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Jack Scarbath


John Carl Scarbath

Inducted 1983

Date of Birth



Baltimore, MD


University of Maryland (1950-1952)


This local Maryland boy made very good with Jim Tatum's Split-T in the early 1950s. Jack Scarbath was born in Baltimore and played football at Baltimore Poly, where he was noticed by Dr. Harry C. Byrd, former Maryland coach turned University president. Byrd recruited Scarbath, and the youngster accepted a full four-year scholarship, and made Maryland football history. One historic event was Maryland's 28-13 upset of national champion Tennessee in the 1951 Sugar Bowl. Another was Maryland's undefeated streak of 22 games while Scarbath was calling signals for the Terps. In 1951, AP and UP polls named Scarbath to honorable mention All-America citations. In 1952, he was honored with unanimous first-team All-America honors. And he was runner-up for the Heisman Trophy. Scarbath was also Southern Conference "Player of the Year" and the "South's Most Valuable Player" in the North-South Game in Miami. After graduation, Scarbath played pro ball with the Washington Redskins and Pittsburgh Steelers, and coached at South Carolina before going into business in Maryland.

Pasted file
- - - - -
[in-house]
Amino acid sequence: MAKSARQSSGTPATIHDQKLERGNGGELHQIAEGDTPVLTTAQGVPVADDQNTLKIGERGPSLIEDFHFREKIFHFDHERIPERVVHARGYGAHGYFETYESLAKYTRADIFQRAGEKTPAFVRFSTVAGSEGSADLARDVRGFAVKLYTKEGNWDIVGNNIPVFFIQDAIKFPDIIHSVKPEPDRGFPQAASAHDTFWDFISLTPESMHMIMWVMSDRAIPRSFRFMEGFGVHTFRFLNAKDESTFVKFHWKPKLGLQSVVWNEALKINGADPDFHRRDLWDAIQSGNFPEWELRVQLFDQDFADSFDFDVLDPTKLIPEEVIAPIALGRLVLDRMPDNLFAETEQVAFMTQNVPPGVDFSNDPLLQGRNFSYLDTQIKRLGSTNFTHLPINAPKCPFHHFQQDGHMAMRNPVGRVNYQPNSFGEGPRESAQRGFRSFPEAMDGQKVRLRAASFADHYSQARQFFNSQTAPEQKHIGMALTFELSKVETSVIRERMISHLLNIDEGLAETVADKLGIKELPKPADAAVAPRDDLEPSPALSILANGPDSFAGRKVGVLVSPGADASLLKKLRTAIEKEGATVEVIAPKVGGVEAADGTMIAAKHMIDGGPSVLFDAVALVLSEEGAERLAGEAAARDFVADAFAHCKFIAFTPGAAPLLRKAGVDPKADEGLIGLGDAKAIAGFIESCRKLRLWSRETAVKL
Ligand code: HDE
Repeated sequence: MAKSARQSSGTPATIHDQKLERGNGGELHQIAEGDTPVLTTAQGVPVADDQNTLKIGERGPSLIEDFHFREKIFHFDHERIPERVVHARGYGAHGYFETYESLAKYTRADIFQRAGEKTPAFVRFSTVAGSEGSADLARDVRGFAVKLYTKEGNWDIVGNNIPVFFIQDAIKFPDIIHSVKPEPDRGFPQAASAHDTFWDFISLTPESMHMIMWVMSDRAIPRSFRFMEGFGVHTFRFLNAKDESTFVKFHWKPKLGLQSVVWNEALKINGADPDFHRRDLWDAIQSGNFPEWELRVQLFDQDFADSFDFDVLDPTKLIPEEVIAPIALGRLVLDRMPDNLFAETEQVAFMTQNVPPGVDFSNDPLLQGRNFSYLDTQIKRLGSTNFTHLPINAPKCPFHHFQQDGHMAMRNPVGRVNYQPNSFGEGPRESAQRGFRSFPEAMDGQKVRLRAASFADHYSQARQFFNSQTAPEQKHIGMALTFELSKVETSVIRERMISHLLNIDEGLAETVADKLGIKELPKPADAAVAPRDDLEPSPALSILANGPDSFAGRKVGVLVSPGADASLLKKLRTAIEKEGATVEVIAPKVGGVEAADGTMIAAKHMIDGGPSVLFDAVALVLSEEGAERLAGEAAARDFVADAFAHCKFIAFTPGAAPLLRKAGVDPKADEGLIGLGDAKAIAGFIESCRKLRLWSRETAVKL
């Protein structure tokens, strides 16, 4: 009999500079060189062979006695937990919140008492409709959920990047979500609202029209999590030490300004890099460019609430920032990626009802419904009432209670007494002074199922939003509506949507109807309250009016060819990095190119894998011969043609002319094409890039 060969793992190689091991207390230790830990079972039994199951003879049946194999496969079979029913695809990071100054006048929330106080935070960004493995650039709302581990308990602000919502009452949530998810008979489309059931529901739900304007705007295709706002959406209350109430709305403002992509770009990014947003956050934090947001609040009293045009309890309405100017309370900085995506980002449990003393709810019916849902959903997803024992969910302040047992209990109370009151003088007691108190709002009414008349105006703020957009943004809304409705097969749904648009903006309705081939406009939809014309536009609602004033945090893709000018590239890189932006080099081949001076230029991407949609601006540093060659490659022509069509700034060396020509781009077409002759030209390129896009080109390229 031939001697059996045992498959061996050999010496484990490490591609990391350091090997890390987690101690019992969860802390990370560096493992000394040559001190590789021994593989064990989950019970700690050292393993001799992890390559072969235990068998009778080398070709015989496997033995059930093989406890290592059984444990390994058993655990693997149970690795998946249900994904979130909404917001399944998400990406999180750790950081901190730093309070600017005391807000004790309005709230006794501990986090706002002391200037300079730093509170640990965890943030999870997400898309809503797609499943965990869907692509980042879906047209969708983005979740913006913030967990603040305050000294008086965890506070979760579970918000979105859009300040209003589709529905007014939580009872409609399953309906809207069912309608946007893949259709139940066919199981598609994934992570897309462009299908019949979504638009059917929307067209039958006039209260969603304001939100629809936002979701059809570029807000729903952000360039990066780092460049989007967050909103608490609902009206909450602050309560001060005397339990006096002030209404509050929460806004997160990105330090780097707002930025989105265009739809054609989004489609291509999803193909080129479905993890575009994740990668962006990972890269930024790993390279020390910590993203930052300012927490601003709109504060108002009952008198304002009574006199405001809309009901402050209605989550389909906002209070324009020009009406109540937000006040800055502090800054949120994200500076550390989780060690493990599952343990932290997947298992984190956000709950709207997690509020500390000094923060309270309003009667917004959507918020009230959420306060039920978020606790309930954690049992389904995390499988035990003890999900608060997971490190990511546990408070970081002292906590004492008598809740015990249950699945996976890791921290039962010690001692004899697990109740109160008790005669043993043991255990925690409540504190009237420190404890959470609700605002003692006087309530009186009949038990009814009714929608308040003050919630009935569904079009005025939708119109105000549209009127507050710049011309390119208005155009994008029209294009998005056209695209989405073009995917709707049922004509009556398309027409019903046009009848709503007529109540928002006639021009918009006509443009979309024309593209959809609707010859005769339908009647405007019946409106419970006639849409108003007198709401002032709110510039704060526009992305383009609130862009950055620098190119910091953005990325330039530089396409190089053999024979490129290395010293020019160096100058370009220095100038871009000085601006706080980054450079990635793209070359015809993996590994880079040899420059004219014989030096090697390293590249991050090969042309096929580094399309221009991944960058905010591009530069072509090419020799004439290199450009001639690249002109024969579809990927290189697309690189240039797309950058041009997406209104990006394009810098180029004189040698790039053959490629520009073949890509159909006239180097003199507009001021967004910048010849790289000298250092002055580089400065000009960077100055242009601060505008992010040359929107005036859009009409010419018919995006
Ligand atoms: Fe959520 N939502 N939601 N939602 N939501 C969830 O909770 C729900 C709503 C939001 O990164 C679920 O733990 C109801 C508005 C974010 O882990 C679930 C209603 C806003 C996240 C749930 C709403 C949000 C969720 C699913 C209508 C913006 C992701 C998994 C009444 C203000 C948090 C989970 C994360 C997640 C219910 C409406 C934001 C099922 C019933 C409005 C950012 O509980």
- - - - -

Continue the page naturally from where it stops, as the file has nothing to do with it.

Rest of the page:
Height 6'2

Weight 190

Career Highlights

  • 1952 All-Conference
  • 1952 Conference MVP
  • 1952 Heisman - Second
  • 1952 Unanimous All-America
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